Not that long ago, Wesley Matthews was a hot-ticket free agent. Matthews was supposed to help launch the Mavs back into relevance. He was a contender. He could’ve been a champ but he never was, just like Butch Coolidge. But maybe, just like Butch Coolidge, he’s got one last great fight in him. Maybe they’ve all underestimated him and he’s bet on himself with this veteran’s minimum contract and he’s going to gut the defense like cold steel in Butch’s hands. 


His screen time is short but memorable and fans are unduly obsessed with Christopher Walken’s Captain Koons. All the same holds true for Lanky Smoove. We don’t know a lot about Koons but we know he is a maximum effort guy and a true team player. If I were going to ask anybody on the roster to hide an uncomfortable hunk of metal for two years, Wilson’s my guy.


Who’s Fabienne you ask? Well she’s the wife of Butch (Bruce Willis). You know, the one who wants a pot belly and forgets to grab the watch we just asked DJ to store up his Wilson. Also, she’s the least vital, most half-thought out character in the film. Jimmie is cringe-worthy but crucial to the plot. Why is Fabienne even there? We don’t need her, she’s absolutely inessential. I can only assume that part was written and cast as a favor to her sibling in order to keep him happy.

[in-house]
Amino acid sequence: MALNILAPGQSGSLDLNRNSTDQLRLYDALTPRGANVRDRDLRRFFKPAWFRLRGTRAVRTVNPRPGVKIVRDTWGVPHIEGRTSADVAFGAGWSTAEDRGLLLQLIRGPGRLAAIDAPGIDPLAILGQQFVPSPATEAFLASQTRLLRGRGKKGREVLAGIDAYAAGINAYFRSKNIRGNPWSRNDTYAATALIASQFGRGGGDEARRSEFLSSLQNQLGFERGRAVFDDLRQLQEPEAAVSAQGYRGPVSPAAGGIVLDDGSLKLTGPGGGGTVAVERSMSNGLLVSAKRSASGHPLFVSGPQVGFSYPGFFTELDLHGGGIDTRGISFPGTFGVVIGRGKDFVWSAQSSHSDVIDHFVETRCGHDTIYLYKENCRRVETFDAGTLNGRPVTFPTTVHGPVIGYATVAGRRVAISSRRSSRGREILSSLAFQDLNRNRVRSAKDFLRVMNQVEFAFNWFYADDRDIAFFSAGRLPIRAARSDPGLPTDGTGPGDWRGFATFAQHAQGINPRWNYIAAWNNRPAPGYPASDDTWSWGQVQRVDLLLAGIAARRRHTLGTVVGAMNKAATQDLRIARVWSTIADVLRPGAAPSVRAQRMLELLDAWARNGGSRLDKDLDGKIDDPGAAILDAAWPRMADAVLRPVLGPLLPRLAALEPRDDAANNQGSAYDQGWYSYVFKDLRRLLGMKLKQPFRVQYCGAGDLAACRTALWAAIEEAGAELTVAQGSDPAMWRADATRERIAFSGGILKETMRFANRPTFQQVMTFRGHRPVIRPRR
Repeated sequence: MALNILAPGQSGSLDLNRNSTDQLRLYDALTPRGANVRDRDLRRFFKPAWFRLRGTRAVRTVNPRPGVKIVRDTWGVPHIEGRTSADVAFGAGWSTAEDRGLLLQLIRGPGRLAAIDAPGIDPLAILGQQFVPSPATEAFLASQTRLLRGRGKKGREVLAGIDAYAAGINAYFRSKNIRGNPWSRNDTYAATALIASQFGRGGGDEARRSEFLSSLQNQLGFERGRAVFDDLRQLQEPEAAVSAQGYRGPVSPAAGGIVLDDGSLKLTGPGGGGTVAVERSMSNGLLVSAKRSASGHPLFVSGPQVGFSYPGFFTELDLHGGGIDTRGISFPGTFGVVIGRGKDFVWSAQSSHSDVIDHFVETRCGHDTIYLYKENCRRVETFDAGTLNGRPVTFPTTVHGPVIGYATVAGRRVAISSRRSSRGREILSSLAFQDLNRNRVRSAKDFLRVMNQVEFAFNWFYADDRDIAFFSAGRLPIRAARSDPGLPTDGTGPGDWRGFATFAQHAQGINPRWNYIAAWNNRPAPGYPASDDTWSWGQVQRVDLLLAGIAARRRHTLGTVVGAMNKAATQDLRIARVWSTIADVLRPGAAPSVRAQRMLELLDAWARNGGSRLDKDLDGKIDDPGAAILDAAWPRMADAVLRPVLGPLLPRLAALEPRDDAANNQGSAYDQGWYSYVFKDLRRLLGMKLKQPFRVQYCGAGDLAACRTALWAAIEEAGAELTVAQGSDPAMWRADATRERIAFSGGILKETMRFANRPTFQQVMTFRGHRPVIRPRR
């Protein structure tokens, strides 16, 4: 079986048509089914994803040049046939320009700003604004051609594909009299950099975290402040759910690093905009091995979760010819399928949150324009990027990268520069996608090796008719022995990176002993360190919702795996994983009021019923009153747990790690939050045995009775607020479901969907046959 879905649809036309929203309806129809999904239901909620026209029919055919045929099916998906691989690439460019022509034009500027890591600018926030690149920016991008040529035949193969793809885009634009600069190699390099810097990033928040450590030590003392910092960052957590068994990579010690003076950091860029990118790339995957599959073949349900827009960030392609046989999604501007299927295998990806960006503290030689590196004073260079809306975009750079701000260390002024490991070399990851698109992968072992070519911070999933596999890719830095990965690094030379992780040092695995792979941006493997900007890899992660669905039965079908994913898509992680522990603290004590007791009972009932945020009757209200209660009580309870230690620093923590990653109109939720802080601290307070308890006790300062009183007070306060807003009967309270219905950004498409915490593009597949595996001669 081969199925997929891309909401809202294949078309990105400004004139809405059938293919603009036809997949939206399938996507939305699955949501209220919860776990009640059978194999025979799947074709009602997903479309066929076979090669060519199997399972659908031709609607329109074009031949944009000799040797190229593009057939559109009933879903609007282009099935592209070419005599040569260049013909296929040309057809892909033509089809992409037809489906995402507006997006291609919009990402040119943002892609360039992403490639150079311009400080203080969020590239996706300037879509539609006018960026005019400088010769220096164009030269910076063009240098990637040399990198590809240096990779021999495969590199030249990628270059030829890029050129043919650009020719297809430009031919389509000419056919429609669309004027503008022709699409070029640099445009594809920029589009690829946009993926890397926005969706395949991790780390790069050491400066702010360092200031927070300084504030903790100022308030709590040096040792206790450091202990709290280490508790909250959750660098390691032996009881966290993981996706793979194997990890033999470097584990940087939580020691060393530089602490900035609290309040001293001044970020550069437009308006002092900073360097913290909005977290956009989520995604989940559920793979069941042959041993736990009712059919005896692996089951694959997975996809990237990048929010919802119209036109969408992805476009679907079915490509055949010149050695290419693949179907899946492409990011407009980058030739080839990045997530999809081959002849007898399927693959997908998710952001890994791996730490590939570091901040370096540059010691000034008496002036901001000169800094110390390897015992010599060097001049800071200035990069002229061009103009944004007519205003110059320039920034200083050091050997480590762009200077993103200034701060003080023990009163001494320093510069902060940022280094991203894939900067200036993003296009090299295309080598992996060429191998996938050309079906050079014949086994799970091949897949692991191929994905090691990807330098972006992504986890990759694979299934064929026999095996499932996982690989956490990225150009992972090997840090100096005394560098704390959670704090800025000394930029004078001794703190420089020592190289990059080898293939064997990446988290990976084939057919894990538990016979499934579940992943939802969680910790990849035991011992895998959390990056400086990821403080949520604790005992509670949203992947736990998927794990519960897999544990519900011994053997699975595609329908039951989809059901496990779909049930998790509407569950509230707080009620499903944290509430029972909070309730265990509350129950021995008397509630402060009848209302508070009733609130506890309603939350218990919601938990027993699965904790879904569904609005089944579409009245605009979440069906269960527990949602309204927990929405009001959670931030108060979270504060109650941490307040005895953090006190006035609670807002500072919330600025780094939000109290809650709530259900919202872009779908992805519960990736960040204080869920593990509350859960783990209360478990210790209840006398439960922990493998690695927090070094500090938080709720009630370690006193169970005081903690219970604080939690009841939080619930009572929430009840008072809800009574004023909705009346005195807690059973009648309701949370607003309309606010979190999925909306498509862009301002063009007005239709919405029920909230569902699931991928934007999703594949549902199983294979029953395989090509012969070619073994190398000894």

Okay so the Wolf is smoother than nutella and has made a career out of being the prevailing cooler head and I wouldn’t apply either of those descriptions to our beloved Bud. That said, who got the 7th seeded mess cleaned up in record time? When J-Kidd et al left our vehicle in unsightly disarray, what did Bud do? He swooped in, quickly assigned everyone their duties and got everyone out of there before Bonnie/the fans could blow the whole thing up. And if he’s curt with you, it’s because time is a factor.


This is the man pulling the strings, the man making the whole thing turn. Without Marcellus Wallace, none of this happens, we don’t have an all-time great movie. Without Horst, we aren’t looking out at the league through an actually open championship window for the first time in forty-odd years. I think Horst still has a move or two to make this season in hopes to get the Good Land to the Promised Land. And I trust he wouldn’t possibly be screwed over in any trades. Afterall, what does Jon Horst look like?

So what about the great unanswerable question Pulp Fiction: what’s in the briefcase? What are Giannis Winnfield and Khris Vega trying to get back to Marcellus Horst? Simple: a championship. That what’s in the briefcase. And what is Giannis going to do after he returns one home? Maybe he’ll just walk the earth, I don’t know. It doesn’t matter though because when he does, the rest of us will be saying one thing: